Some friends recently invited us to their home for dinner. Considerate hosts that they are — and knowing Anne and I are proud, shameless, and card-carrying omnivores — they planned the meal around filet mignon. Once their local butcher made them aware of the fact that the price per pound of filet mignon was equivalent to the annual economies of some third-world countries, our practical hosts opted, instead, for London Broil.

The evening came and went with the pleasure of the company exceeded only by the succulence of the meal … or so we thought. As it turns out, and as we learned later, our hosts were sorely disappointed with the beef, deeming it to be sub-standard in ways that needn’t be enumerated here. They weren’t at all pleased with their local butcher. Neither were they consoled in the slightest that Anne and I didn’t share their opinion of the repast.

The experience compelled me to contemplate the causal relationship between expectation and disappointment. And since I’m nothing if not compulsive, that contemplation compelled me to share it in this eminent milieu:

I once had a conversation with a former employer with whom I frequently engaged in all manner of philosophic colloquy. On the occasion in question, we happened to be discussing people’s myriad predispositions toward the world. She said, “We’re all victims of our own values.”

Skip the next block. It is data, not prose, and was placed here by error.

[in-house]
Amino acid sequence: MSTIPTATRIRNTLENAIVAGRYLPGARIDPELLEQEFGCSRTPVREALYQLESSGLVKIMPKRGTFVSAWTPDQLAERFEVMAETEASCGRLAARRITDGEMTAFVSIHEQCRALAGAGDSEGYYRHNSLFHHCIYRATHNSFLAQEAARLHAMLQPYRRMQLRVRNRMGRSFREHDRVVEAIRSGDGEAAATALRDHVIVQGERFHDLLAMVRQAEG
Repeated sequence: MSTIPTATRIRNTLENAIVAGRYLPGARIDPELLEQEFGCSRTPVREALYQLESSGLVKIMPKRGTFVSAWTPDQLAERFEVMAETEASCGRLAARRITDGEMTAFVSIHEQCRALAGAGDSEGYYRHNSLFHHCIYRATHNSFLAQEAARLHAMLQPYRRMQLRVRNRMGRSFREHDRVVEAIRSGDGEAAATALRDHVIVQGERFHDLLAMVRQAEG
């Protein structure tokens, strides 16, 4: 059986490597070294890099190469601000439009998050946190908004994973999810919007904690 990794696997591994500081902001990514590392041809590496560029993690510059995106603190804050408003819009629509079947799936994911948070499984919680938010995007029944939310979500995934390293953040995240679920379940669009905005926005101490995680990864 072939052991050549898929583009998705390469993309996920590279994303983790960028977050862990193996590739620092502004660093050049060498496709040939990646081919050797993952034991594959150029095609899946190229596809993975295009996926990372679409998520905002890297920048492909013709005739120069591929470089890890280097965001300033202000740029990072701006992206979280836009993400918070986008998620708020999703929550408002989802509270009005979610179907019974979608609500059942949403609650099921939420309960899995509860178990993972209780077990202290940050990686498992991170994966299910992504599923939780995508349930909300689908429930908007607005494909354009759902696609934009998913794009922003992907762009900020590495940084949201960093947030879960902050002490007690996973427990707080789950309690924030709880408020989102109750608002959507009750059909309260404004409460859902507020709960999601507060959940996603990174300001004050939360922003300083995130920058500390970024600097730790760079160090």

Au contraire,” quoth I. “More correctly, we’re victims of our own expectations. Without them, we’d suffer nary a blighted hope.”

“Why are you talking like that?” she inquired.

I ignored her and continued: “I may one day anon pen a treatise I shall entitle, I Thought Bananas Were Purple. In it, I shall put forth the premise that ’tis not what one thought that’s of any import or consequence. Rather, ’tis what one knows or has learned that should be granted countenance. Hence, should one have happened to imagine bananas as being purple, what becomes important is not one’s errant imagining. Nay. What then becomes of unimpeachable exigence is what one does on learning they are not.”

“You’re a moron,” she said.

“You’re welcome,” I replied. “And as long as you expect so, you’ll never be disappointed.”

The moral of the filet mignons is this: If you set your expectations unduly, the steaks will always be too high.

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